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The Caine Mutiny Court-Martial: Incredibly Guilty

I really haven't much to say about the Broadway revival of Herman Wouk's The Caine Mutiny Court-Martial. Judging from his rather perfunctory production, I'm not certain director Jerry Zaks has much to say about it either. With the spectacular exception of Zeljko Ivanek's supporting performance, this tensionless mounting, which will have seen its final curtain by the time you're reading this, displays all the depth and character work of a first rehearsal read-through.

 

 

Wouk adapted his best-selling, Pulitzer-winning 1951 novel, inspired by his experiences serving on a Navy destroyer minesweeper during World War II, for this 1954 Broadway hit. The mutiny in question refers to the shipboard actions of Lt. Stephen Maryk (Joe Sikora), who relieved Lieutenant Commander Philip Francis Queeg (Ivanek) of command of the U.S.S. Caine during a typhoon, believing his incompetent leadership was about to doom all aboard. With nearly the entire play taking place during Maryk's trial, the audience is faced with characters who are all playing a part, so to speak, as they conceal emotions and put their calmest, most credible faces forward.

 

 

But the author provides hints of sizzle underneath the cut and dry courtroom proceedings. Prosecuting attorney Lieutenant Commander John Challee (Tim Daly) is actually a friend of defense attorney Lieutenant Barney Greenwald (David Schwimmer), whom he requested to be assigned to the case. Greenwald openly states he'd rather be prosecuting Maryk than defending him. Juicy stuff. But unfortunately, Schwimmer's flat and surface performance doesn't begin to suggest any internal conflict. Likewise, Daly seems incapable of delivering a line without communicating the subtext, "I am a handsome man."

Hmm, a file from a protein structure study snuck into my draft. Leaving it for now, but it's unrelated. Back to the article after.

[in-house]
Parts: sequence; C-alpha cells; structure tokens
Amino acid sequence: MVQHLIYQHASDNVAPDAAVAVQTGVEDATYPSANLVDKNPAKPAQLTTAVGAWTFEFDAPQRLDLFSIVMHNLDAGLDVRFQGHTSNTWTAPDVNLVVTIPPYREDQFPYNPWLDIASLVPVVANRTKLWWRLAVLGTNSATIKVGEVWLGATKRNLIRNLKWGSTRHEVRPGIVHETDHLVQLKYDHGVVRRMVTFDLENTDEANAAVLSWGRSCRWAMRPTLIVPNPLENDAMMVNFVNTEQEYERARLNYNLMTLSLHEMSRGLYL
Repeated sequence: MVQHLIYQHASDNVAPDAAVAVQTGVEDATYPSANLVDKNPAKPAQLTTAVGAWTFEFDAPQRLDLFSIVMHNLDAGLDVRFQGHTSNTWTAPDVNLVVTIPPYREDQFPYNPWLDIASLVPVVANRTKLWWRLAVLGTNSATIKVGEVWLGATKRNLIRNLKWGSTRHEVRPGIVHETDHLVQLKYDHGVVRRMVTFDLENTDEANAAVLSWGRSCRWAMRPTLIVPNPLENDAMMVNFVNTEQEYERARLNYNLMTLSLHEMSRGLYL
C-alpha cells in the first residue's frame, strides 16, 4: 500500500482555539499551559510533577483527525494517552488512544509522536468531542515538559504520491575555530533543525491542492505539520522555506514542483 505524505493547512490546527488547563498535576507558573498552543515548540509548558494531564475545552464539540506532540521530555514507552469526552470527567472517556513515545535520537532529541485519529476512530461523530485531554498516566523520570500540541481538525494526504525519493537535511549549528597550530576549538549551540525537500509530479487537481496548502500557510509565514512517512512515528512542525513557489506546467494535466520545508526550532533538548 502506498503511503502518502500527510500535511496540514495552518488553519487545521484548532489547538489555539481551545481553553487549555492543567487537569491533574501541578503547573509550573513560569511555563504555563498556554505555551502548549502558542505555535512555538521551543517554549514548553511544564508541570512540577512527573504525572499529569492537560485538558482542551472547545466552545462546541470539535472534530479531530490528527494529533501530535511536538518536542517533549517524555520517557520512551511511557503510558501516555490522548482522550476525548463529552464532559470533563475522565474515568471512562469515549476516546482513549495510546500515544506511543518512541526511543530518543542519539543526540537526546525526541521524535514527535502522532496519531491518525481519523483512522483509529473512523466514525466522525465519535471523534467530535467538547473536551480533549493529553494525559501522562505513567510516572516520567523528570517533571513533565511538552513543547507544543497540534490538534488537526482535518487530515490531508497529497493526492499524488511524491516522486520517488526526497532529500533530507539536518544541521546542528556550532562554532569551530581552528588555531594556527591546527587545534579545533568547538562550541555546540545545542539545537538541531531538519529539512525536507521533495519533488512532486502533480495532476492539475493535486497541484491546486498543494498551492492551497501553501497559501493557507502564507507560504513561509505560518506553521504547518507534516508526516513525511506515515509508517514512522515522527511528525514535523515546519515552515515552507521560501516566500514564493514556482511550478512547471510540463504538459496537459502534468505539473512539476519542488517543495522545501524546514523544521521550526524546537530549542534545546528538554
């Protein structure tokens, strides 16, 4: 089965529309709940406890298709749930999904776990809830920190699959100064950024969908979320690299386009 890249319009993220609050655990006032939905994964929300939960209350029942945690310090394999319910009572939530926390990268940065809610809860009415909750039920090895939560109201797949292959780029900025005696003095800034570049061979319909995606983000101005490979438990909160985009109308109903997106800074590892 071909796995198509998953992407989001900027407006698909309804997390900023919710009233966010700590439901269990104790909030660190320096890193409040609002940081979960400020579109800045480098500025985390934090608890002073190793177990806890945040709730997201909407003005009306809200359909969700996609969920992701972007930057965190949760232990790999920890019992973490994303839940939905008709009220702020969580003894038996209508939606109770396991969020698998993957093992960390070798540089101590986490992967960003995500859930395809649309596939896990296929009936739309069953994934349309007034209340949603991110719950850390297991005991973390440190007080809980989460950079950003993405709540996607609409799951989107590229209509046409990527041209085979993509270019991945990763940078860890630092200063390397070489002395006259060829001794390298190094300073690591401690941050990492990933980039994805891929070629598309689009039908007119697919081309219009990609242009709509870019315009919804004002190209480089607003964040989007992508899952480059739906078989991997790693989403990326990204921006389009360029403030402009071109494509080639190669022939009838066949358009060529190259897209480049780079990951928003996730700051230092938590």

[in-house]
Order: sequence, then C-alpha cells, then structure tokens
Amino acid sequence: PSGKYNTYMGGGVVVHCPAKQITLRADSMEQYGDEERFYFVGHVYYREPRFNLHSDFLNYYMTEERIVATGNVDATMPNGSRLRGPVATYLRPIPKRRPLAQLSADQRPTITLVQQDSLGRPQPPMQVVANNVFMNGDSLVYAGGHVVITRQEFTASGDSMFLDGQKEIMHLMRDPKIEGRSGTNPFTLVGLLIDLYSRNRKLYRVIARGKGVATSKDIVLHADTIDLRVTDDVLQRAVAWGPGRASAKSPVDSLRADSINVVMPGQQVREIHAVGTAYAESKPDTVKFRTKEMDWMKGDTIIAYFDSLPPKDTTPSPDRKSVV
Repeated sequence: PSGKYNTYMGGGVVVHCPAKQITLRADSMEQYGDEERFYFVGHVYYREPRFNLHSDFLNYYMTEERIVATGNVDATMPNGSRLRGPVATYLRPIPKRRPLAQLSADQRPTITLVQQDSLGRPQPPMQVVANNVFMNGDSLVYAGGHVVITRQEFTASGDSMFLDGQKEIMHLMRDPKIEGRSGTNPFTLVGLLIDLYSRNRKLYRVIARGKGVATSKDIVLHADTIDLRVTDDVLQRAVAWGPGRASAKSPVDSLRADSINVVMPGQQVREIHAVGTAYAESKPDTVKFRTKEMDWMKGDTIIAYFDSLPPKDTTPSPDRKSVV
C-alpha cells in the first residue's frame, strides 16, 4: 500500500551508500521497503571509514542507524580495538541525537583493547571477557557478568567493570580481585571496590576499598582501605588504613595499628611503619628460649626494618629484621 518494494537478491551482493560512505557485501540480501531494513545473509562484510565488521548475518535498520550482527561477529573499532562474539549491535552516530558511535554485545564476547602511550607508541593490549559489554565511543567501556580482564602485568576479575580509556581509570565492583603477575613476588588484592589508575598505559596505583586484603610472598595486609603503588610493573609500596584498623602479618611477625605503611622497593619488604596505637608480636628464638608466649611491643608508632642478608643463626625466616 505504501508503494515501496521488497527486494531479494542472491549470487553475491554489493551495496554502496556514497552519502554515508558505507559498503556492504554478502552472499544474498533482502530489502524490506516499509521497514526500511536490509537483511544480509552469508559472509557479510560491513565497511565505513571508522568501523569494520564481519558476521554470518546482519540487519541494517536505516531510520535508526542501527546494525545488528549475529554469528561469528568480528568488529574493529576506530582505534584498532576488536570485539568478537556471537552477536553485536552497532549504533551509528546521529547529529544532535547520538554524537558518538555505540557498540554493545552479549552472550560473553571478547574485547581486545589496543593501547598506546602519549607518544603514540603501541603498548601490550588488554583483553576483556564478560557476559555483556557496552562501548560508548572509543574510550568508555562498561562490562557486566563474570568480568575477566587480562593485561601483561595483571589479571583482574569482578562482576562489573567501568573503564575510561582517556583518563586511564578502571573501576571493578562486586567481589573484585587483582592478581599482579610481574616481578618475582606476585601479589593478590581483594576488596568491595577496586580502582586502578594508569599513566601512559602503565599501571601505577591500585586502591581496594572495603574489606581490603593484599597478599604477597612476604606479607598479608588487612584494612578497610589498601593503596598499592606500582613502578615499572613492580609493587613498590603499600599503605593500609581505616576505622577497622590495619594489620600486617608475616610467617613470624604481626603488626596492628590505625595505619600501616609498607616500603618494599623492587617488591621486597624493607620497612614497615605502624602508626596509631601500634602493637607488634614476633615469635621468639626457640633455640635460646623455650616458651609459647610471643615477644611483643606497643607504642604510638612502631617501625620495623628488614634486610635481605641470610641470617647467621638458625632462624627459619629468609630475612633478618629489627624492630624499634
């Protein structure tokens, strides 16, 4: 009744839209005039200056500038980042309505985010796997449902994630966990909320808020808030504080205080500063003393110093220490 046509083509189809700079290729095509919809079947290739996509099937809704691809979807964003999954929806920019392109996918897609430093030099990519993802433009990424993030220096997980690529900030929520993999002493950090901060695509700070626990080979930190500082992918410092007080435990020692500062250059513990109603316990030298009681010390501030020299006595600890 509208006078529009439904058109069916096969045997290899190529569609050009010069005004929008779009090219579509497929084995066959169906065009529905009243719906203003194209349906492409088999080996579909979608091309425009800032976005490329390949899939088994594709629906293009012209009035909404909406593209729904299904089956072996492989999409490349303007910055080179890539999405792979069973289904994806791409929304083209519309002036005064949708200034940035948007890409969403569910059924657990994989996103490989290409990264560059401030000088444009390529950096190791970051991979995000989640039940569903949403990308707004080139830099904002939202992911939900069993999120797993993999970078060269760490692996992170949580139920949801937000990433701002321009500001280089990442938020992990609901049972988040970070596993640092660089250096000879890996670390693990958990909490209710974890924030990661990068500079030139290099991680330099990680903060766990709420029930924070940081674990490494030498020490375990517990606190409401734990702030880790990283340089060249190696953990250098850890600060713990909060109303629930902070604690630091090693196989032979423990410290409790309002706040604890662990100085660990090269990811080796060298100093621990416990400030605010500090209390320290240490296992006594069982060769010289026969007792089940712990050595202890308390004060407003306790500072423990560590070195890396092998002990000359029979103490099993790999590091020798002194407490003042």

The ensemble of actors playing witnesses and members of the court do fine, if not especially inspired, work. John Lee Beatty's set seems designed to be easily and cheaply transported on tour, but the actors look good in William Ivy Long's crisp costumes under Paul Gallo's imposing lights.

 

 

As Lt. Com. Queeg, Zeljko Ivanek makes one completely absorbing and captivating appearance in each act. Appearing first as a witness for the prosecution, he is the spit-shine model of selfless military pride. Relaxed and humorously cocky while responding to the sympathetic prosecuting attorney, you can sense the man's awareness that he's playing the room and delivering the image the Navy desires. In Act II the man slowly crumbles under the prosecution's questioning. (An even more impressive feat when you consider how little he gets to play off from Schwimmer.) At first it's a slight lack of timing in explaining a past discrepancy. Before you can even figure out when it started, his hand starts trembling as he seems to be physically reaching for answers under the pitiful looks of those in court.

 

 

Ivenek's attention to detail, moments of subtlety that creep up on you by surprise, and heroic portrayal of a flawed, but honorable leader is so far above anything else in this short-lived production that the real tragedy of the piece is that so few people will have seen it.

 

Photos by Scott Landis: Top: Tim Daly and Zeljko Ivanek

Bottom: David Schwimmer

 


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